British drugmaker AstraZeneca has begun testing an antibody-based cocktail for the prevention and treatment of COVID-19, adding to recent signs of progress on possible medical solutions to the disease caused by the novel coronavirus.
The London-listed firm, already among the leading players in the global race to develop a successful vaccine, said the study would evaluate if AZD7442, a combination of two monoclonal antibodies (mAbs), was safe and tolerable in up to 48 healthy participants between the ages of 18 and 55 years.
If the UK-based early-stage trial, which has dosed its participants, shows AZD7442 is safe, AstraZeneca said it would proceed to test it as both a preventative treatment for COVID-19 and a medicine for patients who have it, in larger, mid-to-late-stage studies.
AstraZeneca shares were up about 1% at 87 pounds ($114) in early trading.
Development of mAbs to target the virus, an approach already being tested by Regeneron, ELi Lilly , Roche and Molecular Partners, has been endorsed by leading scientists.
mAbs mimic natural antibodies generated in the body to fight off infection and can be synthesised in the laboratory to treat diseases in patients. Current uses include treatment of some types of cancers.
U.S. infectious diseases expert Anthony Fauci has called them “almost a sure bet” against COVID-19, and AstraZeneca in June received $23.7 million in funding from U.S. government agencies to advance development of antibody-based treatments for COVID-19.
“This combination of antibodies, coupled to our proprietary half-life extension technology, has the potential to improve both the effectiveness and durability of use in addition to reducing the likelihood of viral resistance,” said Astra’s executive vice president of biopharmaceuticals R&D Mene Pangalos.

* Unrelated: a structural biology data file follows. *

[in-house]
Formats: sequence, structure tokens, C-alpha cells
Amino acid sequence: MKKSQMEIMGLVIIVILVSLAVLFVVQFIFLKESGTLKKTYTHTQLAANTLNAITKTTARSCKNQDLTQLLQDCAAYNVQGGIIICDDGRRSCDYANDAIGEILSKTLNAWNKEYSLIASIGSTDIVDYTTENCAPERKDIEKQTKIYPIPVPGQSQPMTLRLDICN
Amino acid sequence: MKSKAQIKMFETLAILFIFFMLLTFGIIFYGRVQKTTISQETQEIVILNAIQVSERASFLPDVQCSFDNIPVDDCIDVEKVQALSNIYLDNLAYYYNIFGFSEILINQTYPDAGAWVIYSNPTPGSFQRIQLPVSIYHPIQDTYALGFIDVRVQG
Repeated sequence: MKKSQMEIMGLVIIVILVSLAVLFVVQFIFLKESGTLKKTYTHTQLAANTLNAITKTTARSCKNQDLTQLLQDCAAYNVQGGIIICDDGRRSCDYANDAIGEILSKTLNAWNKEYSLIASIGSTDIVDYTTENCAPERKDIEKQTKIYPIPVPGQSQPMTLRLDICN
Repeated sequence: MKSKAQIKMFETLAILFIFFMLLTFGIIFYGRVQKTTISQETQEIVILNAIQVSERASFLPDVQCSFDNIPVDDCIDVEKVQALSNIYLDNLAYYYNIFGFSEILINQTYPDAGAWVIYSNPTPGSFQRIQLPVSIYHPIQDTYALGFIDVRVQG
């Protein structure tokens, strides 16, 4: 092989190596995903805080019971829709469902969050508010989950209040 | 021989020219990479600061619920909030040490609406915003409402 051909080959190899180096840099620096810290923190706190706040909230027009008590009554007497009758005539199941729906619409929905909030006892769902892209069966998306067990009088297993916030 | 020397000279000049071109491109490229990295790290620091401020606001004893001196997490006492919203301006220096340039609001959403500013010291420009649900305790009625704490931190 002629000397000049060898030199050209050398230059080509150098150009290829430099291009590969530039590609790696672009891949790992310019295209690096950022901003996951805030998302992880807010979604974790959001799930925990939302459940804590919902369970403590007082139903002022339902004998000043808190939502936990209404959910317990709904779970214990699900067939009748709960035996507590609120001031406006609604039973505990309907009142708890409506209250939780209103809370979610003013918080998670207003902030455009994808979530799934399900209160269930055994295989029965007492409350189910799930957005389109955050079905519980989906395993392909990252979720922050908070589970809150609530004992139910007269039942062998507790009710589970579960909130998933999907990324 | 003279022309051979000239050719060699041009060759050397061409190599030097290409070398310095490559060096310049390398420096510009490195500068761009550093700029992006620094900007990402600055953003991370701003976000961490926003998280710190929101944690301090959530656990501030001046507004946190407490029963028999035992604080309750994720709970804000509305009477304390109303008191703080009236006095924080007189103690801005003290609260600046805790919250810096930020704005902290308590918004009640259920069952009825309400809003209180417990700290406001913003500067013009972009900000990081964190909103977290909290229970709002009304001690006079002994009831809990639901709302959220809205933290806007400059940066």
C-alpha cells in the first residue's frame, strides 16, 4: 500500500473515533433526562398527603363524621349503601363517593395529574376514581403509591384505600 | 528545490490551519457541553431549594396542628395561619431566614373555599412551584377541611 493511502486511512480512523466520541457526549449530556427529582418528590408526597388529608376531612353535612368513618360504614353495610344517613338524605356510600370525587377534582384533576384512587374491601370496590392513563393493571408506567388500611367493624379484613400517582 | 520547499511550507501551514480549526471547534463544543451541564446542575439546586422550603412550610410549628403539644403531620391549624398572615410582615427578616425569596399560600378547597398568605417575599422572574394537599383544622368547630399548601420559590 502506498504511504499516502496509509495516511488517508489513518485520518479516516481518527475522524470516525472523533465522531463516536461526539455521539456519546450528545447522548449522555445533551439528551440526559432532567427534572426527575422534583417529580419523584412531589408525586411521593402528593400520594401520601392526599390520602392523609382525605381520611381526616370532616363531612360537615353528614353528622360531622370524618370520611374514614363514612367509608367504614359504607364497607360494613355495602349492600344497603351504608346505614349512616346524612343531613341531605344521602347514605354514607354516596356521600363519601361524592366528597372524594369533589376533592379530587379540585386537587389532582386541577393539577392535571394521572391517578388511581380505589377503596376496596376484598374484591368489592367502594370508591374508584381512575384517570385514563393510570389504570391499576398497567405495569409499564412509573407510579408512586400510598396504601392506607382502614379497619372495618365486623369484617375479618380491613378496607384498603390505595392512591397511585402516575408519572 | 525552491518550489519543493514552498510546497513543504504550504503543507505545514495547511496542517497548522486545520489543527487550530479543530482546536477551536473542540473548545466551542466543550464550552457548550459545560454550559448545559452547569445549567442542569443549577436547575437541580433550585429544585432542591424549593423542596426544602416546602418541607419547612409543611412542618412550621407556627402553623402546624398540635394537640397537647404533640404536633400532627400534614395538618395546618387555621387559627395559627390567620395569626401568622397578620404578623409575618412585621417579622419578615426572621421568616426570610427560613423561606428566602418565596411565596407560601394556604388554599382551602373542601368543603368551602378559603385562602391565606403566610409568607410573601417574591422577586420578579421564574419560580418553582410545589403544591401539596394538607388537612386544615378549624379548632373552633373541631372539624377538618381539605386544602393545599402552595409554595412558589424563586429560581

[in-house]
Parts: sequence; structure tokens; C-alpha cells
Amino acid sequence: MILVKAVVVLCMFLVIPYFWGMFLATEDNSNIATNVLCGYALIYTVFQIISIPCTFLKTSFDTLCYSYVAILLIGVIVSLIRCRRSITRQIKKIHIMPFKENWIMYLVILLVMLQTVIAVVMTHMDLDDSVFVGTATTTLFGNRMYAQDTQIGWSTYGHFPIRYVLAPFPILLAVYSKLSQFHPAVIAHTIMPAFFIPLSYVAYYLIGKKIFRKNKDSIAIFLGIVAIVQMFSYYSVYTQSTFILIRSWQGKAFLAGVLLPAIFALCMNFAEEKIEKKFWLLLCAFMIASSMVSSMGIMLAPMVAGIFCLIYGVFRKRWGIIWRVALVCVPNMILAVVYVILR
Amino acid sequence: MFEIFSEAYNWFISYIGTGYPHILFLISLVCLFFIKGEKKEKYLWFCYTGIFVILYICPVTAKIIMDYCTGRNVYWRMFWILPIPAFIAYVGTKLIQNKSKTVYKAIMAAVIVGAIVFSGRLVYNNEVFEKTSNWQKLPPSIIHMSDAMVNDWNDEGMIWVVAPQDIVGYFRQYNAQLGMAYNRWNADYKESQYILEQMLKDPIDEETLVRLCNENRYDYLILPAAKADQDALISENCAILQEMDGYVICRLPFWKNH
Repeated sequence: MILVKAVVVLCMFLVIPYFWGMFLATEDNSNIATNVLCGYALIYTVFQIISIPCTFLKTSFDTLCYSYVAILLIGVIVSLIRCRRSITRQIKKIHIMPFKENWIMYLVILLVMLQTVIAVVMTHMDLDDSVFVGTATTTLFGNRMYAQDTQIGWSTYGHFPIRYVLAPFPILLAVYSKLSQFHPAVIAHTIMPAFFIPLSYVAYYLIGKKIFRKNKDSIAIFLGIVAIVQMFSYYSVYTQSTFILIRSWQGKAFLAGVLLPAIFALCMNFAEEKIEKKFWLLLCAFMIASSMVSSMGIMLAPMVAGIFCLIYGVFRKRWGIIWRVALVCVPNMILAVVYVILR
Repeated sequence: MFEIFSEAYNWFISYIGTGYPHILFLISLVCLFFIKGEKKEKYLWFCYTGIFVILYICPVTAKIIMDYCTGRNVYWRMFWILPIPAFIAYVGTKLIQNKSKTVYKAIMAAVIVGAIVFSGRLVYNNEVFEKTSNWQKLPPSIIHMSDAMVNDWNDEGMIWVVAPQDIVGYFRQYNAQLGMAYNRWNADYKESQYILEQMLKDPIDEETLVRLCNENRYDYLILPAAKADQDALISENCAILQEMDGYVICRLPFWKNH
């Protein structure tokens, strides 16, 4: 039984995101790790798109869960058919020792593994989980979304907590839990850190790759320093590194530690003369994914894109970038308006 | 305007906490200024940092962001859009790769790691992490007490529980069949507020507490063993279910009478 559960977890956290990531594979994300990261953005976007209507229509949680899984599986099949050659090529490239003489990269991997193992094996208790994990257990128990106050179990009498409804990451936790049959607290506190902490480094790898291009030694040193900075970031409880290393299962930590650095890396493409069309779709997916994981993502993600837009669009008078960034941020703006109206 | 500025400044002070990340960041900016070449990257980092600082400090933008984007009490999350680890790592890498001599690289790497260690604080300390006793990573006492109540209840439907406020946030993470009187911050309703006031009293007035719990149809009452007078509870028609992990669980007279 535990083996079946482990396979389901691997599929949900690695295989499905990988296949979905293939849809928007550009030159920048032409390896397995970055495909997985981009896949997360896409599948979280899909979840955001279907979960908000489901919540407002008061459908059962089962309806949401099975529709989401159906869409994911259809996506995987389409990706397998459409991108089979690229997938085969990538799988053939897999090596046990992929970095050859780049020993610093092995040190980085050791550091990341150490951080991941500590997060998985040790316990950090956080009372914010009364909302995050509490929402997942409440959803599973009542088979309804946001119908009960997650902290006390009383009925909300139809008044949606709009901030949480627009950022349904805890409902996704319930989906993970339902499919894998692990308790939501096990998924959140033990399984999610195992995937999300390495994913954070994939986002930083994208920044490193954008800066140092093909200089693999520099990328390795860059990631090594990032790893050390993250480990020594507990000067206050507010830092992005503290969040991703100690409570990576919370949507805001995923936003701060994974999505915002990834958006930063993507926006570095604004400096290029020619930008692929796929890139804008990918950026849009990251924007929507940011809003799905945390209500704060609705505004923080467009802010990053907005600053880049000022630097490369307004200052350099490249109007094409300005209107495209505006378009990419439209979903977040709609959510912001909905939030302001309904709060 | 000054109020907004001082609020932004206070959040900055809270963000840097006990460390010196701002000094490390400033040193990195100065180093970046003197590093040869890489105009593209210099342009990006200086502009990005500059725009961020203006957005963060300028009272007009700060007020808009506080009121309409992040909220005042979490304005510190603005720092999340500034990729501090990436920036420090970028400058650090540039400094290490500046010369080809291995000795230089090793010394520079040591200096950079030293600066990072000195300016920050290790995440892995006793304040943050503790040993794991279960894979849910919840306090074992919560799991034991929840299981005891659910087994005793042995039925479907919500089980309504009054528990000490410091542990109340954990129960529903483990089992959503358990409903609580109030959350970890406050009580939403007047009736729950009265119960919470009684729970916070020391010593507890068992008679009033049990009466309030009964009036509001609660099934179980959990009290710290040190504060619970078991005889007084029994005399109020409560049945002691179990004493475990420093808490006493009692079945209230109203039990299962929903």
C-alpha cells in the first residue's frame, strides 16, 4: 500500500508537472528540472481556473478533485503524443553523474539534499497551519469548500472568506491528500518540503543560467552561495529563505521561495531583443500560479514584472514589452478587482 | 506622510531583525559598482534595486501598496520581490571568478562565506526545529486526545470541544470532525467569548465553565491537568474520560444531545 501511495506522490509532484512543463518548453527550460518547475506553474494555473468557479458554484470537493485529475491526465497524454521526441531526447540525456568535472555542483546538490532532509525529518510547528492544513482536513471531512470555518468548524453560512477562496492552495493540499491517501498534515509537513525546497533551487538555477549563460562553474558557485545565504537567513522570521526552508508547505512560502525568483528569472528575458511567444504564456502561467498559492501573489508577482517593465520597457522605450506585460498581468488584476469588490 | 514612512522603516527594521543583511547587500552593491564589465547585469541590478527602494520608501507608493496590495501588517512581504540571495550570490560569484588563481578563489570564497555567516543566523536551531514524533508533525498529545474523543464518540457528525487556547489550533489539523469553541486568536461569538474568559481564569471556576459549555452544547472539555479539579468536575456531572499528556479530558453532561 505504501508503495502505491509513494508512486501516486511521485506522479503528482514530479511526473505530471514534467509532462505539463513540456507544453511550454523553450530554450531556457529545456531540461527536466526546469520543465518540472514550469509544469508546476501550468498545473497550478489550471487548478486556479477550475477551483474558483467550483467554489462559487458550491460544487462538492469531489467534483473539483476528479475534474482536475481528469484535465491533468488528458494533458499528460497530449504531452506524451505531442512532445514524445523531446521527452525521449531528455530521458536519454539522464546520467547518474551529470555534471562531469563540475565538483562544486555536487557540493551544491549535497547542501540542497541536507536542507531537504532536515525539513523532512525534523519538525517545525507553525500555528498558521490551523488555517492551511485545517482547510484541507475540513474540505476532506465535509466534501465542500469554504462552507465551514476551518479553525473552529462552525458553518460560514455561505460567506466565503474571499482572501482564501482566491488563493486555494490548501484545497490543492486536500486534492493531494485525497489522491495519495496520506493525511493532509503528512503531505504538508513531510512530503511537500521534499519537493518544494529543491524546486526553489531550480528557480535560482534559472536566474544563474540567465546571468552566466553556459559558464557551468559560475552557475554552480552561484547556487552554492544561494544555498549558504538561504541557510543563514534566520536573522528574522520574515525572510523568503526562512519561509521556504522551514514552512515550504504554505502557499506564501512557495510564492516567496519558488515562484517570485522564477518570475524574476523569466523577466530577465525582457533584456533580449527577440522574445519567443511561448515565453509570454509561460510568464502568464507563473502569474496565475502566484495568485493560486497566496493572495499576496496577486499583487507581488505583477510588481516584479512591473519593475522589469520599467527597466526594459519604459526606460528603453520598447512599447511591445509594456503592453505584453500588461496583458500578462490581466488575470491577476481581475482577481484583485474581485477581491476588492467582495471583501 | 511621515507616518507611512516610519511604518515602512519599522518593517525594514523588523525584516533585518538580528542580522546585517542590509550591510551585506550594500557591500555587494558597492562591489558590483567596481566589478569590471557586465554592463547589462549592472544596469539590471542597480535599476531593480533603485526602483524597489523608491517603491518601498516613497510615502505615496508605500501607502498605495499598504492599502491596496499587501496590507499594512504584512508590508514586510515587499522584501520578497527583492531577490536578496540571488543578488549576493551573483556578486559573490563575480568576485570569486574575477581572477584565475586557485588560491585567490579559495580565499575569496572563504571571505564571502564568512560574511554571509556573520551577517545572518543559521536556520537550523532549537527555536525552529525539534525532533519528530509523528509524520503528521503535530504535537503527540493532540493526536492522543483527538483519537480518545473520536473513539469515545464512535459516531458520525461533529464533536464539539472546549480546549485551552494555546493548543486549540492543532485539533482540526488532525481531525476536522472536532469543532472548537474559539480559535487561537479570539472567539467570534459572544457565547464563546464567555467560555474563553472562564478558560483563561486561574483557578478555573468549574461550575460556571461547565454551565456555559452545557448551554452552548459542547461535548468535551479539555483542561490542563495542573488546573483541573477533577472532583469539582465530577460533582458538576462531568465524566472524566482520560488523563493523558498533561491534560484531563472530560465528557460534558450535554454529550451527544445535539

Though vaccines are at the heart of the long-term fight against the pandemic, alternative treatments are also being advanced, and the United States on Sunday authorized use of recovered COVID-19 patients’ plasma to treat those who are ill.
The Financial Times reported at the weekend that President Donald Trump’s administration was considering a fast-tracked approval of AstraZeneca’s COVID-19 vaccine before November’s elections.
India’s new COVID cases top global tally for 18th straight day
India reported on Tuesday the highest number of new coronavirus cases globally for the 18th straight day, remaining well ahead of the United States and Brazil, a Reuters tally based on official reporting showed.
It took India from the end of January, when the country’s first case was reported, until July to reach around 1.6 million cases, a period when the government imposed a strict lockdown.
However, infections have rocketed by another 1.5 million since the start of August, taking the total to around 3.1 million, behind only Brazil and the United States.
The rate of new cases in India is increasing rapidly, climbing by 60,975 in the latest 24-hour period, according to the federal health ministry.
“If we cross the absolute numbers (in Brazil and the United States), I won’t be surprised, but we also have a larger population,” Giridhar Babu, epidemiologist at the non-profit Public Health Foundation of India, told Reuters.
But deaths have remained comparatively low – at 58,390, or 1.84 % of total cases – lower than the global mortality percentage of 3.4%
India reported its first COVID-19 fatality in mid-March, with the death toll rising to around 35,700 by the end of July. In August so far, around 22,600 deaths have been recorded. Deaths are considered a lagging indicator, given the two-week incubation period of the disease.
Prime Minister Narendra Modi’s government has said it is reassured by the high recovery rate – around 75% of the total 3.1 million cases are no longer infected, according to data from the federal health ministry.
Amid the race to develop a vaccine, the ministry said India was in conversation with Russia regarding Sputnik-V, its experimental COVID-19 vaccine.